Rogozin Threatens to Deactivate GPS Stations in Russia
Deputy Prime Minister Dmitri Rogozin (right) at a function at the Kremlin.
Deputy Prime Ministry Dmitry Rogozin has threatened to deactivate all Global Positioning System, or GPS, infrastructure operating on Russian soil if the U.S. does not agree to allow Russia to place Glonass stations on U.S. soil.
At a news conference Tuesday, Rogozin lashed out at the U.S. by calling it an "unreliable partner" and said it has until May 31 to begin negotiations on the placement of Russia's Glonass stations in the U.S. If this does not happen, he warned, then "on June 1 [Russia] will suspend the operation of these [GPS] stations on its territory," he said.
There are currently 11 such sites in Russia, established by agreements regarding the placement of GPS and Glonass infrastructure on each other's territory, and Rogozin said the U.S. had violated these agreements by stalling.
If the demanded negotiations fail, he said, GPS stations will be axed completely.
"I hope that these negotiations will find a way to restore proportional cooperation. If not, from Sept. 1, the operation of these stations will be stopped completely," he said.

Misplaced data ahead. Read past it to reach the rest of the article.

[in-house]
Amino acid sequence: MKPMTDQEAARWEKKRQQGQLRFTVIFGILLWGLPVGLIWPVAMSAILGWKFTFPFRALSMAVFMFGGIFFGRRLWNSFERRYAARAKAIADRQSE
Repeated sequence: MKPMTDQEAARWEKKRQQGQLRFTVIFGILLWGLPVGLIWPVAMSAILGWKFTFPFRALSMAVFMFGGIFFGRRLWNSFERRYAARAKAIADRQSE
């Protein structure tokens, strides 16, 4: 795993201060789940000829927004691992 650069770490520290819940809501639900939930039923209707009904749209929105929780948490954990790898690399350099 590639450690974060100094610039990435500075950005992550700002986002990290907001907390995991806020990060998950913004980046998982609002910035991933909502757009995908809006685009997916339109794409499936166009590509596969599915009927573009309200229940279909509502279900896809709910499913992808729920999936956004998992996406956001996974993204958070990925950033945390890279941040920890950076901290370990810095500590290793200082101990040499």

Oleg Ostapenko, head of the Federal Space Agency, said the U.S. has been provided with all the necessary documentation required for the deployment of Glonass stations, and that "adequate measures will be taken with respect to U.S. stations on our territory."
Recently, the U.S. Congress requested that national security officials provide an assessment of the potential threat to national security infrastructure posed by the Russian Glonass stations if they were to be placed in the U.S.
Concerns over the threat posed by Glonass stations arose last November, when CIA and Pentagon officials alleged that they might be used for espionage.
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